Approaching sale shopping in a smart way means that you’ll get the most out of your money
life + styleSales shopping tips and tricks from the experts
Arts and Entertainment
Bianca Miller and Katie Bulmer-Cooke are scrutinised by Lord Sugar's aide Nick Hewer on The Apprentice final
tvBut Bianca Miller has taken on board his comments over pricing
News
in picturesWounded and mangy husky puppy rescued from dump
News
newsAstonishing moment a kangaroo takes down a drone
Life and Style
Duchess of Cambridge standswith officials outside of the former wartime spy centre in Bletchley Park
tech
News
people
Latest stories from i100
Have you tried new the Independent Digital Edition apps?
Independent Dating
and  

By clicking 'Search' you
are agreeing to our
Terms of Use.

ES Rentals

    iJobs Job Widget
    iJobs General

    Ashdown Group: IT Support Technician - 12 Month Fixed Term - Shrewsbury

    £17000 - £20000 per annum: Ashdown Group: IT Helpdesk Support Technician - 12 ...

    The Jenrick Group: Maintenance Planner

    £28000 - £32000 per annum + pension + holidays: The Jenrick Group: Maintenance...

    The Jenrick Group: World Wide PLC Service Engineer

    £30000 - £38000 per annum + pesion + holidays: The Jenrick Group: World Wide S...

    The Jenrick Group: Project Manager

    £35000 per annum + Pension+Bupa: The Jenrick Group: We are recruiting for an e...

    Day In a Page

    Surrounded by high-rise flats is a little house filled with Lebanon’s history - clocks, rifles, frogmen’s uniforms and colonial helmets

    Clocks, rifles, swords, frogmen’s uniforms

    Surrounded by high-rise flats is a little house filled with Lebanon’s history
    Return to Gaza: Four months on, the wounds left by Israel's bombardment have not yet healed

    Four months after the bombardment, Gaza’s wounds are yet to heal

    Kim Sengupta is reunited with a man whose plight mirrors the suffering of the Palestinian people
    Gastric surgery: Is it really the answer to the UK's obesity epidemic?

    Is gastric surgery really the answer to the UK's obesity epidemic?

    Critics argue that it’s crazy to operate on healthy people just to stop them eating
    Homeless Veterans appeal: Christmas charity auction Part 2 - now LIVE

    Homeless Veterans appeal: Christmas charity auction

    Bid on original art, or trips of a lifetime to Africa or the 'Corrie' set, and help Homeless Veterans
    Pantomime rings the changes to welcome autistic theatre-goers

    Autism-friendly theatre

    Pantomime leads the pack in quest to welcome all
    The week Hollywood got scared and had to grow up a bit

    The week Hollywood got scared and had to grow up a bit

    Sony suffered a chorus of disapproval after it withdrew 'The Interview', but it's not too late for it to take a stand, says Joan Smith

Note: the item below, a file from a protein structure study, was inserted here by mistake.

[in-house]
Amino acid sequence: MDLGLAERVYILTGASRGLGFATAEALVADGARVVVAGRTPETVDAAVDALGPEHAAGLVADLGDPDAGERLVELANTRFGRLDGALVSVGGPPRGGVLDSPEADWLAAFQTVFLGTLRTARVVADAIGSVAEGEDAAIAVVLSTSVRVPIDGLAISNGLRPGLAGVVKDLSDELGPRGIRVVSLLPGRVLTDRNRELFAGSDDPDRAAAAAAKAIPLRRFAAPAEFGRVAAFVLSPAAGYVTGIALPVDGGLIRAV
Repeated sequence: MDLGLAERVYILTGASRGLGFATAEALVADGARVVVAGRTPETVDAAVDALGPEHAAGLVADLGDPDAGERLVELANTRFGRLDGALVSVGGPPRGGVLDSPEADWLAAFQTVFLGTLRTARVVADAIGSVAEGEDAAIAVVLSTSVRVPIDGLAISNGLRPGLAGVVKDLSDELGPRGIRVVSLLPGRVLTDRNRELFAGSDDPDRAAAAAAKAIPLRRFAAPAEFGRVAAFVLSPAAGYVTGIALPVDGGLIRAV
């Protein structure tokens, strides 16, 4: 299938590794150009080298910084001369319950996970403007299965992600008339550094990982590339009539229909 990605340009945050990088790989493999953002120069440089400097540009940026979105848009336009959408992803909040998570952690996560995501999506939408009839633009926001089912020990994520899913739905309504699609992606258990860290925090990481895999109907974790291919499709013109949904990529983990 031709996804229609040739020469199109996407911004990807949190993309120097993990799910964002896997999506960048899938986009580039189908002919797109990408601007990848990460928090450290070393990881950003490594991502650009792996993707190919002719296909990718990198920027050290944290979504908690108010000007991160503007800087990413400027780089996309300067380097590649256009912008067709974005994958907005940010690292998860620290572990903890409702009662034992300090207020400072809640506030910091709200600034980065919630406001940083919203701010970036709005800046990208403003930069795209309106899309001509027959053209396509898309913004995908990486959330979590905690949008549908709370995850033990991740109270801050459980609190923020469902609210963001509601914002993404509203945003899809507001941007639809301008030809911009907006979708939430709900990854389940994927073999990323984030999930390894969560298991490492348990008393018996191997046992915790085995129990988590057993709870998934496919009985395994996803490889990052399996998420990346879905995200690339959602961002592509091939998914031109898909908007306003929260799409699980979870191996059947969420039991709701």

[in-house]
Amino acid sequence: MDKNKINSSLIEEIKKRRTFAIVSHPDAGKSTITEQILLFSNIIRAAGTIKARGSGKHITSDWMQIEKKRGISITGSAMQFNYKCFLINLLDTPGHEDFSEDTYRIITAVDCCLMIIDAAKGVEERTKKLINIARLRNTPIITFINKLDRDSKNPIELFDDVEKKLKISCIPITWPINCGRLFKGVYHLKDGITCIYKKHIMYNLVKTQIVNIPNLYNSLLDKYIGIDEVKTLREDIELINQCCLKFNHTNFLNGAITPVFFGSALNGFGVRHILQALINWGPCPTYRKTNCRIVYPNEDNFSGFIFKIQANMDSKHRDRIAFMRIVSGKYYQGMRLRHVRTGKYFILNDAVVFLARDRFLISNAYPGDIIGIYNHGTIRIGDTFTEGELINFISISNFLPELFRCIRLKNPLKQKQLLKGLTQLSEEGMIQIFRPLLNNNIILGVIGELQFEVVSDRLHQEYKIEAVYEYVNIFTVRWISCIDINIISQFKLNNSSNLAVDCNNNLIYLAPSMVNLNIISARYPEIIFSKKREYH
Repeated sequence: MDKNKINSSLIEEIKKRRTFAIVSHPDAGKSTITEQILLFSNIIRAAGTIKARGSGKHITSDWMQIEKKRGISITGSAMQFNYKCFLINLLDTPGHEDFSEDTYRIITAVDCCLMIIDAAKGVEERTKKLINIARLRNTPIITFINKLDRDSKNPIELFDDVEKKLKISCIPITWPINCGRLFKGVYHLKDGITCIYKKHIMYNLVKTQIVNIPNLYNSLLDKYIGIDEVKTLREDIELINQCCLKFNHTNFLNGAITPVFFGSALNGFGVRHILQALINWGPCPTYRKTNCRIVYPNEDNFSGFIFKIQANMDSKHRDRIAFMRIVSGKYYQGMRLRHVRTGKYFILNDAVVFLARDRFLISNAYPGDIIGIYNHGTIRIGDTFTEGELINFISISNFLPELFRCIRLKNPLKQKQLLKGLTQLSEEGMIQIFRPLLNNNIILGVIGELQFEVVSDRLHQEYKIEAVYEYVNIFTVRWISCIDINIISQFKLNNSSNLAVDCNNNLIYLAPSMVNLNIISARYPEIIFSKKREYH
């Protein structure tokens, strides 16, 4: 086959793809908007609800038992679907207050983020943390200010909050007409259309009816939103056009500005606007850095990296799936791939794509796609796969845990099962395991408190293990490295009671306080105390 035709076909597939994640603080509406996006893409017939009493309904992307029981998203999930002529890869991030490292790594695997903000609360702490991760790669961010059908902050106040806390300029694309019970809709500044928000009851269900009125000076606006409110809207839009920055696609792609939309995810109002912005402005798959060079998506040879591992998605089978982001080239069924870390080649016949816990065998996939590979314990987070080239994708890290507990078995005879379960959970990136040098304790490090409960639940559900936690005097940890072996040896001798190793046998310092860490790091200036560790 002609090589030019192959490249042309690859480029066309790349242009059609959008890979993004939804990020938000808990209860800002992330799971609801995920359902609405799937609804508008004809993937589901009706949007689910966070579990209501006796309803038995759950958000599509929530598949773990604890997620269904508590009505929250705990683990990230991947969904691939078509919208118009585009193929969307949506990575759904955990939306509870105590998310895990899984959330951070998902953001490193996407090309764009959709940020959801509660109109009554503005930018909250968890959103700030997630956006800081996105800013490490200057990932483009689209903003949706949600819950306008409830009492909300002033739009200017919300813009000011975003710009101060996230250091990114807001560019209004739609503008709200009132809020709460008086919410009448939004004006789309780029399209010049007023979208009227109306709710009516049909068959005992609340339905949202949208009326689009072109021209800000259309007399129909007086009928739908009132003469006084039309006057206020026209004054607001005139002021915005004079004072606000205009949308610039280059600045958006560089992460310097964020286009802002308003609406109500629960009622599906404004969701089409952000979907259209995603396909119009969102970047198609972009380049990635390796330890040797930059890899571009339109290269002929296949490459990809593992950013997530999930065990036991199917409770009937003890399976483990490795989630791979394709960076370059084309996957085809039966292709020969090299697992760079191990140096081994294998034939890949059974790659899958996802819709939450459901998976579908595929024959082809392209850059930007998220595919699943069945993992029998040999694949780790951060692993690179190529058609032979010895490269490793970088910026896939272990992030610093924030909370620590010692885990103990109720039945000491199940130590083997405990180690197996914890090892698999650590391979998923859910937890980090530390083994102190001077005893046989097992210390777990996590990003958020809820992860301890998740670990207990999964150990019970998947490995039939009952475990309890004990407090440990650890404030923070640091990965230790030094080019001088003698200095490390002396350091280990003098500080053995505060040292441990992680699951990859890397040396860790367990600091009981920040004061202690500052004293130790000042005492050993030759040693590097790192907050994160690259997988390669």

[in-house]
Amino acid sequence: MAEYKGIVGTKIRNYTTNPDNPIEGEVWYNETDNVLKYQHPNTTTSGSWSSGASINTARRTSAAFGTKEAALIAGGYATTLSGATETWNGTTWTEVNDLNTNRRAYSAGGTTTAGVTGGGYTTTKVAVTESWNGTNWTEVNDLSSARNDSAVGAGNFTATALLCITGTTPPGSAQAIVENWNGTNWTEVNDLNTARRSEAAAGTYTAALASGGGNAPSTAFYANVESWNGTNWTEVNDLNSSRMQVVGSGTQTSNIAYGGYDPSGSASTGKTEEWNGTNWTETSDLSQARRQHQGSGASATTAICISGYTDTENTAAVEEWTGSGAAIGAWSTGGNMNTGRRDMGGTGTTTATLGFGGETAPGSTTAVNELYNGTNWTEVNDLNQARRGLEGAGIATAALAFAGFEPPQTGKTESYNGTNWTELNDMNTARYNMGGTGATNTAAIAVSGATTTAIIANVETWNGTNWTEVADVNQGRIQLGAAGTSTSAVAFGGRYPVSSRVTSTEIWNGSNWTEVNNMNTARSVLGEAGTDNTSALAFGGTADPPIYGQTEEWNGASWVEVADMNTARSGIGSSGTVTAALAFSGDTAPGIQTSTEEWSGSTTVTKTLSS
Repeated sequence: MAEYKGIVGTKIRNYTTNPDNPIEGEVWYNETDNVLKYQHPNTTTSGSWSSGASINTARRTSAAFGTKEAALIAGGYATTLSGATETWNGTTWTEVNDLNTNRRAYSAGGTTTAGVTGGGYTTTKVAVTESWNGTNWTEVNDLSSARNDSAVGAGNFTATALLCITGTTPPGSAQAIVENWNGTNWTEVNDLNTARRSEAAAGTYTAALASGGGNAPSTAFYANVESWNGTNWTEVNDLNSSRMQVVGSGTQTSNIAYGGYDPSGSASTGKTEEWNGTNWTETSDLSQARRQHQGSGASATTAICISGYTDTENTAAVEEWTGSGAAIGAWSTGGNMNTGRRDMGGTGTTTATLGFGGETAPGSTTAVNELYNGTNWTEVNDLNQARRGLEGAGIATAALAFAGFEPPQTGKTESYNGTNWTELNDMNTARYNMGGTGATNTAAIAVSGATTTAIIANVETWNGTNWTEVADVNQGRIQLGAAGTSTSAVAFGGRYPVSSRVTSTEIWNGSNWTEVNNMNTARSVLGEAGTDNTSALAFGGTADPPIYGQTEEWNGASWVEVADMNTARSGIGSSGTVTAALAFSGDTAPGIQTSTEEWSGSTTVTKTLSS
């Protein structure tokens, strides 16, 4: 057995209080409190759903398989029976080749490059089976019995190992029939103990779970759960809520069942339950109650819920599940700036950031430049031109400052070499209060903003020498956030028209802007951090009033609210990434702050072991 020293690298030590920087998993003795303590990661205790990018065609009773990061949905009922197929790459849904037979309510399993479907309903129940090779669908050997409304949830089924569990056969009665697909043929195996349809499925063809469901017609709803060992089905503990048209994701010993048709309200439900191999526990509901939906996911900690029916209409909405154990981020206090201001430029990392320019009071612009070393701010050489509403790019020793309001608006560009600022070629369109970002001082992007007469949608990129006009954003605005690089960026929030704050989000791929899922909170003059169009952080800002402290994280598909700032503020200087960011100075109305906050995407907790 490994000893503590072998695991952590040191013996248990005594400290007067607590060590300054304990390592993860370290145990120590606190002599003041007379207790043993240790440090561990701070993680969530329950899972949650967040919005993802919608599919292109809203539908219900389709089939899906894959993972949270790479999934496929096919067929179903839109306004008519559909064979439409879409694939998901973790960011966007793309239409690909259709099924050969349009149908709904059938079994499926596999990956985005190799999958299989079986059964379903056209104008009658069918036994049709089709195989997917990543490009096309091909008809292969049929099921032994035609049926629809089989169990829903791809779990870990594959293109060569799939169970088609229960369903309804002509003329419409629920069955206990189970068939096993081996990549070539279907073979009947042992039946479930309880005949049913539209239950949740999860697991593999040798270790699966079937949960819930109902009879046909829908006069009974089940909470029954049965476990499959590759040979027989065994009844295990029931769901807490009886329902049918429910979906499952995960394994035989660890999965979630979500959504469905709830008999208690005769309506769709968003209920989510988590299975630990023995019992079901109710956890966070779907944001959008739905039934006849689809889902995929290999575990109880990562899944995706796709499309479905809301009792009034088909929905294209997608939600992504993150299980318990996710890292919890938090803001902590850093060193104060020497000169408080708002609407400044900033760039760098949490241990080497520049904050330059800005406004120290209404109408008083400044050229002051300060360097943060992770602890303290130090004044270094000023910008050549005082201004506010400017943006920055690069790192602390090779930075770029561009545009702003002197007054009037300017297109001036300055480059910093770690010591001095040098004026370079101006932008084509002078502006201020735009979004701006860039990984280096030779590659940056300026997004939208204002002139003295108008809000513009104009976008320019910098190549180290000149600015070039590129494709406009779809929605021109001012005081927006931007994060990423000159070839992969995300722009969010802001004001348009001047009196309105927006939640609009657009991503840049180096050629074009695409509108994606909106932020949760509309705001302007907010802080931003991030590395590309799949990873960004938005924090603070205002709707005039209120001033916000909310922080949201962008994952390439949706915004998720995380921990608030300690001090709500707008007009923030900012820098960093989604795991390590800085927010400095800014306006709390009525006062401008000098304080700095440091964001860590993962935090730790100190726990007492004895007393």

From Widow Twankey to Mother Goose, how do the men who play panto dames get themselves ready for the performance of a lifetime?

    Panto dames: before and after

    From Widow Twankey to Mother Goose, how do the men who play panto dames get themselves ready for the performance of a lifetime?
    Thirties murder mystery novel is surprise runaway Christmas hit

    Thirties murder mystery novel is surprise runaway Christmas hit

    Booksellers say readers are turning away from dark modern thrillers and back to the golden age of crime writing
    Anne-Marie Huby: 'Charities deserve the best,' says founder of JustGiving

    Anne-Marie Huby: 'Charities deserve the best'

    Ten million of us have used the JustGiving website to donate to good causes. Its co-founder says that being dynamic is as important as being kind
    The botanist who hunts for giant trees at Kew Gardens

    The man who hunts giants

    A Kew Gardens botanist has found 25 new large tree species - and he's sure there are more out there
    The 12 ways of Christmas: Spare a thought for those who will be working to keep others safe during the festive season

    The 12 ways of Christmas

    We speak to a dozen people who will be working to keep others safe, happy and healthy over the holidays
    Birdwatching men have a lot in common with their feathered friends, new study shows

    The male exhibits strange behaviour

    A new study shows that birdwatching men have a lot in common with their feathered friends...
    Diaries of Evelyn Waugh, Virginia Woolf and Noël Coward reveal how they coped with the December blues

    Famous diaries: Christmas week in history

    Noël Coward parties into the night, Alan Clark bemoans the cost of servants, Evelyn Waugh ponders his drinking…
    From noble to narky, the fall of the open letter

    From noble to narky, the fall of the open letter

    The great tradition of St Paul and Zola reached its nadir with a hungry worker's rant to Russell Brand, says DJ Taylor
    A Christmas ghost story by Alison Moore: A prodigal daughter has a breakthrough

    A Christmas ghost story by Alison Moore

    The story was published earlier this month in 'Poor Souls' Light: Seven Curious Tales'